Obviously, this doesn’t apply to every song. Sometimes using a well-considered, repetitive word or phrase actually makes your song more catchy and memorable. For example, in the Shaggy song, It Wasn’t Me, the same line is used over and over again as part of a call-and-response effect in the chorus. It works really well because it has become the hook and the most memorable part of the song.

What I am trying to say is that a repetitive phrase can work well if done correctly. Just try not to use the same words thoughtlessly as filler material because you have run out of ideas or inspiration. The listener will see right through it and the song will never take off the way you intended it to. You want the listener to sing along, not turn it off because it’s annoying (or worse, boring) them.

4) Practice, practice, practice.

Like anything you actually want to get better at, practice writing lyrics every day. Make sure you focus on the development of the lyrical narrative, and the way your lyrics rhyme and are conveyed melodically. Over time this will become second-nature. The lyrics will just roll off your tongue instead of leaving you feeling frustrated or lost within the process. (I’ve been there. It sucks)

I sometimes listen back to my old songs. They didn’t rhyme. They had no real structure. And they were just very messy and unorganized. But listening to them after such a long time really did open my eyes to how good regular practice can change you so much in such a short amount of time.

My tip here would be: practice, practice, practice. Your writing skills will start to improve without you even realizing or really seeing the changes. Make sure each practice session is structured. Build a routine. Start by getting some ideas down, then build the story from those ideas. Use a rhyming dictionary to find different words and phrases, play with the way the words work together. Read a dictionary for the words that you’re not sure on to make certain the meaning is correct. Before you know it, you’ll be a poet, which (segue segue segue) brings me to my last tip.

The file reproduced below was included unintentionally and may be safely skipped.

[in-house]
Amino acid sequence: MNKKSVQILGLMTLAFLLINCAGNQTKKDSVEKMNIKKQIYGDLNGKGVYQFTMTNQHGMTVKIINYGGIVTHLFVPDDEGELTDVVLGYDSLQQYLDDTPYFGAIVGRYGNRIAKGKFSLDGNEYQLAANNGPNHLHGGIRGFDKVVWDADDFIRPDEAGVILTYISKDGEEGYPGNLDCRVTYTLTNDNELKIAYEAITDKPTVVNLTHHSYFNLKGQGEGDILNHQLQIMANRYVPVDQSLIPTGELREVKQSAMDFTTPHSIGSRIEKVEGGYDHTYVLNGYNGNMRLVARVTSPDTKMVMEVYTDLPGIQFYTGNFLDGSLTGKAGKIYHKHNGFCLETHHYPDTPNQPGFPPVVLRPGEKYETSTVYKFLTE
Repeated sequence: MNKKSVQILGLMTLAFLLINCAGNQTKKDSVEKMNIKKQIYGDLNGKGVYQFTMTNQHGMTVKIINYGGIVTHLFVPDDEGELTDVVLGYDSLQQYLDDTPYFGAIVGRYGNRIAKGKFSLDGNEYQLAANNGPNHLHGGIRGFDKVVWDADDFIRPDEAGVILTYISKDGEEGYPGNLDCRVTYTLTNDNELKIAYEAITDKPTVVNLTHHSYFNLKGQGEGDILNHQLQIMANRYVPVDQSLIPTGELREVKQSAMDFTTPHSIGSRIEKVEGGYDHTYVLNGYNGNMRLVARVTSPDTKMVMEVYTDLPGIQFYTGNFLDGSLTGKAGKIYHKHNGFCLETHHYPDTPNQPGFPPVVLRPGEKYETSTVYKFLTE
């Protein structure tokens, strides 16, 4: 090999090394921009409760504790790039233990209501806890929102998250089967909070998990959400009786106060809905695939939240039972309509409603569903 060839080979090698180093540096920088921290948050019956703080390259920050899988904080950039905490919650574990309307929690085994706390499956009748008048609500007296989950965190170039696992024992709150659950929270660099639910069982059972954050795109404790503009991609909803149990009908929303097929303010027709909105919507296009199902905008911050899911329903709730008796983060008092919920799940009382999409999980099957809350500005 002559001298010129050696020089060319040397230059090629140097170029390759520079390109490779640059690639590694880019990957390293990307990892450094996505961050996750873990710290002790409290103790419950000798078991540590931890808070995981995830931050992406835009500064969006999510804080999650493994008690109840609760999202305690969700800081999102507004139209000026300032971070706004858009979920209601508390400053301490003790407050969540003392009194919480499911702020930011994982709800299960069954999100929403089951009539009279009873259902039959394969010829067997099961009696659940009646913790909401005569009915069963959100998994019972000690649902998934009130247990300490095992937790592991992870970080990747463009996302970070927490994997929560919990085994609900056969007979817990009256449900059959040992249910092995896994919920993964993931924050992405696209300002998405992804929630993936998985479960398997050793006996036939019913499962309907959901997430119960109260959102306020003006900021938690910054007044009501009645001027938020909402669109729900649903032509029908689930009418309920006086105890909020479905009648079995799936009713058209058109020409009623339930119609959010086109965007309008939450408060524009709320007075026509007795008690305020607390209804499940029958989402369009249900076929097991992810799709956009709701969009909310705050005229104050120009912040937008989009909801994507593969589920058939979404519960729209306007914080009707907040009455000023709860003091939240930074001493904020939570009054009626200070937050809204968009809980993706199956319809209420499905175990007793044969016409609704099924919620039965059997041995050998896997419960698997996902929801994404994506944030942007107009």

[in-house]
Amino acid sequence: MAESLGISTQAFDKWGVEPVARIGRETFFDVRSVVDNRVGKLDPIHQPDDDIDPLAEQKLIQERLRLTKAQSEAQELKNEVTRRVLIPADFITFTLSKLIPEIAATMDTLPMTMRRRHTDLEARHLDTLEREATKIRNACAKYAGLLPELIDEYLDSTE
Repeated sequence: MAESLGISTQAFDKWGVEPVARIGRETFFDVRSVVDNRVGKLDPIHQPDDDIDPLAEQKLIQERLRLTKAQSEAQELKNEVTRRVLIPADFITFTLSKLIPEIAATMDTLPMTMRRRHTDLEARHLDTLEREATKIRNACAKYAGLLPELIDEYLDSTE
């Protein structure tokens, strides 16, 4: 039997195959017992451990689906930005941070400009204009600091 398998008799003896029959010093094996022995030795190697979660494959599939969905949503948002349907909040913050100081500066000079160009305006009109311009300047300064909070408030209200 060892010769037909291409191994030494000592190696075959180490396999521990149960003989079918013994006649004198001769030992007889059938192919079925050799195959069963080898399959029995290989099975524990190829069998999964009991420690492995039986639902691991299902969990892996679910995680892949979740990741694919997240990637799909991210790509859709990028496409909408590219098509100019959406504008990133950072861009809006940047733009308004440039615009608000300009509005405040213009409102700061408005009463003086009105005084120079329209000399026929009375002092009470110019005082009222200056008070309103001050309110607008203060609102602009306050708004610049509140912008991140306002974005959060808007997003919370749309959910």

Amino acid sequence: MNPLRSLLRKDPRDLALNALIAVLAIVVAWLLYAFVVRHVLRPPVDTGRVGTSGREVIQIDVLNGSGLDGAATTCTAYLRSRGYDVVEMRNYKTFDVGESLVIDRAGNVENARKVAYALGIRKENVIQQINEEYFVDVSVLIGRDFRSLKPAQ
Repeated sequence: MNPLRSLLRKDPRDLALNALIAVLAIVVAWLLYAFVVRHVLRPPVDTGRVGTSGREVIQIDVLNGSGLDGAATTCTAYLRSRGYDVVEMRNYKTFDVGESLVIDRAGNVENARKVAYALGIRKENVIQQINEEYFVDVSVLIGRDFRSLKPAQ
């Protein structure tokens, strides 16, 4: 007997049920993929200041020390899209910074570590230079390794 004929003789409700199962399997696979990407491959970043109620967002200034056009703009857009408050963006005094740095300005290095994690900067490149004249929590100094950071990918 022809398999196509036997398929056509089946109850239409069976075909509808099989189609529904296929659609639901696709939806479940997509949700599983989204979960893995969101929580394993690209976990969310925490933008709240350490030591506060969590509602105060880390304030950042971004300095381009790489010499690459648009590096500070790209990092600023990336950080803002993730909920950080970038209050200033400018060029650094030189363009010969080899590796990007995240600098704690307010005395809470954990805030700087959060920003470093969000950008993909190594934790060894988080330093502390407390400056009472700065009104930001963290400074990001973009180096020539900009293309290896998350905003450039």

5) Poetry.

I find that writing poetry without music is one of the absolute best ways to learn how to put words, sentences, and phrases together. It is an art that will really open you up to a world of writing better lyrics. You will develop your own signature way of writing. You will know exactly what works and what doesn’t. There’s really no right or wrong way to write poetry, but well, the more you know…

I would personally recommend leaning towards the rhyming kinds of poetry, so you really start to get your words and sentences flowing beautifully, with meaning and plenty of feeling.

Try these pro tips out for yourself. Add them to your daily writing sessions, and remember, the more you practice, the better you will become.